Their ineffectiveness may be the result of not realizing what they are getting themselves into when it comes to leading others, not being supported in their new leadership role, and not being given the opportunity for training and development early enough in their careers as leaders.
Think of the time and money that has to be spent on replacing these ineffective leaders—not to mention dealing with the low morale and disengagement of employees working under these ineffective leaders.
Article by Jeff Haden posted in Linkedin
We can all spot a great employee: she's dependable, proactive, hardworking, a great leader, and a great follower. She brings a wide variety of easily defined -- but hard to find -- skills to the table.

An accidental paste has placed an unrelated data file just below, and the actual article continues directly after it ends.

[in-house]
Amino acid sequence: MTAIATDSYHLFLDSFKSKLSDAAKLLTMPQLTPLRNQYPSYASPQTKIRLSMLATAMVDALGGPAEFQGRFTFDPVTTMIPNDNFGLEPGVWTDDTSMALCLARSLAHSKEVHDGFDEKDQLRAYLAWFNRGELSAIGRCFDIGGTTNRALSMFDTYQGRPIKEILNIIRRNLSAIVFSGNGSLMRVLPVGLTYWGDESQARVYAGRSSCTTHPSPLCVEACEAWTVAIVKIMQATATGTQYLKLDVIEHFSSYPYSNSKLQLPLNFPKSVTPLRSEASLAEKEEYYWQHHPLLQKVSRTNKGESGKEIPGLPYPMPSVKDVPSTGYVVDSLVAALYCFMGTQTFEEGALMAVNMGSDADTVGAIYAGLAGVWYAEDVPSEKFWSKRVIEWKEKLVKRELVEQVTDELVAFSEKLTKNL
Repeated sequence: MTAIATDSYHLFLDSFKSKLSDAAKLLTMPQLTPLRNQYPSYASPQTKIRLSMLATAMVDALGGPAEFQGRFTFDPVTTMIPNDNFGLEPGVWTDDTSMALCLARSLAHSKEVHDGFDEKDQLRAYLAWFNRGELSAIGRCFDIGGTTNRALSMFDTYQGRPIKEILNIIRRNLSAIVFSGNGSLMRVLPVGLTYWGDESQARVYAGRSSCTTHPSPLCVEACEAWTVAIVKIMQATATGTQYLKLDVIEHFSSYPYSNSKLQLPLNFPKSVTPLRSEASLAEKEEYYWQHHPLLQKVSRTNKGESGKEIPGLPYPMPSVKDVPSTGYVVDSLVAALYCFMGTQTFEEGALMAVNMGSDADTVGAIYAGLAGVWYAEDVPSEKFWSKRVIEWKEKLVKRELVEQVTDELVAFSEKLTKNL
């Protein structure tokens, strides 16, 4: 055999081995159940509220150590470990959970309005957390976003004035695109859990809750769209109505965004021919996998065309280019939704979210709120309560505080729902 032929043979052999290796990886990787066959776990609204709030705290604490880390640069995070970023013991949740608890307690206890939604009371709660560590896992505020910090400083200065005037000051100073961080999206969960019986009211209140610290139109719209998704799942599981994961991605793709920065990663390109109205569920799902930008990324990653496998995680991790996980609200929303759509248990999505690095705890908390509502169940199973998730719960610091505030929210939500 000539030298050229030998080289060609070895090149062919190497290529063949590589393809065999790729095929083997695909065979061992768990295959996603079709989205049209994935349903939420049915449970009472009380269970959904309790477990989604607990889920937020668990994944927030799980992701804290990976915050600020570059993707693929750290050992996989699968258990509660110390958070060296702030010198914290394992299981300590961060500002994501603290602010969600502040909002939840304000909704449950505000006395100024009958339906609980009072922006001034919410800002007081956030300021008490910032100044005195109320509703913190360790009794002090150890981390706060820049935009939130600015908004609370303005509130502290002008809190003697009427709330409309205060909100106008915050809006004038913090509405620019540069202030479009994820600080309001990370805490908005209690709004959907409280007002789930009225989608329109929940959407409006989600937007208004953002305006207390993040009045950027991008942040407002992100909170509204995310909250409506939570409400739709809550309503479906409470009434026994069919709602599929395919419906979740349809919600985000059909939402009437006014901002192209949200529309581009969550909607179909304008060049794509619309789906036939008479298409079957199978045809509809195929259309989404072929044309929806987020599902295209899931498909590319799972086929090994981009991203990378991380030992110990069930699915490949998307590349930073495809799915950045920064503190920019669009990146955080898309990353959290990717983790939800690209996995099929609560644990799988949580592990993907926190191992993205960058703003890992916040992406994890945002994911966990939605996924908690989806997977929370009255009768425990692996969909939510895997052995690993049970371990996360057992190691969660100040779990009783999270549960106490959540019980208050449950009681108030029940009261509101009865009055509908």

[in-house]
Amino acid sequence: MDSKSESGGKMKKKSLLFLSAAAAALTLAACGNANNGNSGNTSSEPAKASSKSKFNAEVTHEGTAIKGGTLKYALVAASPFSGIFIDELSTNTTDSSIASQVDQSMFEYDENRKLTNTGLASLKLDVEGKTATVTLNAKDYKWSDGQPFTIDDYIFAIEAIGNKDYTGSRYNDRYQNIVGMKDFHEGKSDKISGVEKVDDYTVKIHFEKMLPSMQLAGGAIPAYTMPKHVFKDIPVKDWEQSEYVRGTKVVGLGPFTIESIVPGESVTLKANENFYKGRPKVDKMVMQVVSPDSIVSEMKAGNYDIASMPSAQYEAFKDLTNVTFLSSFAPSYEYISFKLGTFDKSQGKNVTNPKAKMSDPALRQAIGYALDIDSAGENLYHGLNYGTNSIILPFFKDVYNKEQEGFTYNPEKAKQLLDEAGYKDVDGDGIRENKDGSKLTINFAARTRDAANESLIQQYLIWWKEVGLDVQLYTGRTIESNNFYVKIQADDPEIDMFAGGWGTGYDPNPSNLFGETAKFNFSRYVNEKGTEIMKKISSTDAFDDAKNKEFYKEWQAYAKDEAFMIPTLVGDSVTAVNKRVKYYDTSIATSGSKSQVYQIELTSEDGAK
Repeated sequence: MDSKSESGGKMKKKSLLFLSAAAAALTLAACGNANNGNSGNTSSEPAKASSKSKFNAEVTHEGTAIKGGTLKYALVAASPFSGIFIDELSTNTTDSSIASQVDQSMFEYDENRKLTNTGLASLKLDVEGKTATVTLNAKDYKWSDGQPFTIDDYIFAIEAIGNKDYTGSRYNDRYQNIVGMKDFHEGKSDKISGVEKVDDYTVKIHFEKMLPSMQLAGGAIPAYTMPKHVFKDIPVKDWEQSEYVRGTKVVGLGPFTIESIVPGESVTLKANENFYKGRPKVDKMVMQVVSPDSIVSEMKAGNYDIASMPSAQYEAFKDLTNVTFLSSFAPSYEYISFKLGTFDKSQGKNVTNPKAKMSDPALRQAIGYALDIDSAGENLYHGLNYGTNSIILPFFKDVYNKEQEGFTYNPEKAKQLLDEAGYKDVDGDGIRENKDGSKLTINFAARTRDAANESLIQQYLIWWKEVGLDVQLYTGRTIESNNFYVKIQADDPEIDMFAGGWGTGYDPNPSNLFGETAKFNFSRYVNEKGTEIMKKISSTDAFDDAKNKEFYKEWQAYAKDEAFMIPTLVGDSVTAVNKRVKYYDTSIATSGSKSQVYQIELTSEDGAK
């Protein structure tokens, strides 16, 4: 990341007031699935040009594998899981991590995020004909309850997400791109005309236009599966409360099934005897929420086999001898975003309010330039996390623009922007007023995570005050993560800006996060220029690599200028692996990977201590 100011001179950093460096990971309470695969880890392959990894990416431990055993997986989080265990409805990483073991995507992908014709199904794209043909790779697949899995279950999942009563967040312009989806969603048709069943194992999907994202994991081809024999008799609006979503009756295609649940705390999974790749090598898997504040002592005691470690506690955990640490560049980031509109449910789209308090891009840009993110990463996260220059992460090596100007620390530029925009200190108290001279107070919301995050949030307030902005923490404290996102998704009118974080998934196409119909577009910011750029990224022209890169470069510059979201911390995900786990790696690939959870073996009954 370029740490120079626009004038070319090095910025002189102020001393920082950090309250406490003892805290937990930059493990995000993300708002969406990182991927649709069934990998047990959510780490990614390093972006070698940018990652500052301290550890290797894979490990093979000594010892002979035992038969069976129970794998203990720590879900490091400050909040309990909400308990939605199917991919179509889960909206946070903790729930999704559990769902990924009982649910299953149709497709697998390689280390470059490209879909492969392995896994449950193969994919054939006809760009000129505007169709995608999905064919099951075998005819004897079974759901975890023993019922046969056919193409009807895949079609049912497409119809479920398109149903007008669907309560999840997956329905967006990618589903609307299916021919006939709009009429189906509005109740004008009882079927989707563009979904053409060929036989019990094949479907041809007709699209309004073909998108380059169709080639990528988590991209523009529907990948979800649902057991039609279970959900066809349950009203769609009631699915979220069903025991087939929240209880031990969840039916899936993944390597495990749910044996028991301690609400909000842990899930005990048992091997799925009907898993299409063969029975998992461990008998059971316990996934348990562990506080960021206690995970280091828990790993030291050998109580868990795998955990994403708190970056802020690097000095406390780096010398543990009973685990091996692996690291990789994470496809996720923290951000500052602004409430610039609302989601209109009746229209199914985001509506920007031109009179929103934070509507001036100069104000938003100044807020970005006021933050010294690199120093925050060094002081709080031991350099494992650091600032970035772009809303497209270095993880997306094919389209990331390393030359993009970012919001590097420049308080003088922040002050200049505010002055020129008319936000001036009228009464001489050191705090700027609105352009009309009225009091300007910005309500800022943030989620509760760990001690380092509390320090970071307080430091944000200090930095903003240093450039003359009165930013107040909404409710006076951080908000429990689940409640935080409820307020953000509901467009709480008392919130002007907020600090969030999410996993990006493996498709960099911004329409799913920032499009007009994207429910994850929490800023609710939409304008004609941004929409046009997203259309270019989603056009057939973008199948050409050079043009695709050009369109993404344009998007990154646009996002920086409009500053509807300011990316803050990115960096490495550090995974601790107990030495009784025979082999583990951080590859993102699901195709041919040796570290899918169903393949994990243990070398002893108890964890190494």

Some employees, though, are exceptional. They have skills and qualities that aren't evaluated on performance appraisals but make a huge impact on that individual's performance, the performance of the people around her, and especially on the company's results.
Here are eight signs an employee is truly exceptional:
“My brain isn’t lazy,” says Tim Urban, Harvard grad, musician, blogger at Wait But Why, cofounder of two successful tutoring companies, and expert procrastinator. “It’s dying to work hard because it knows that’s the way to be happy.”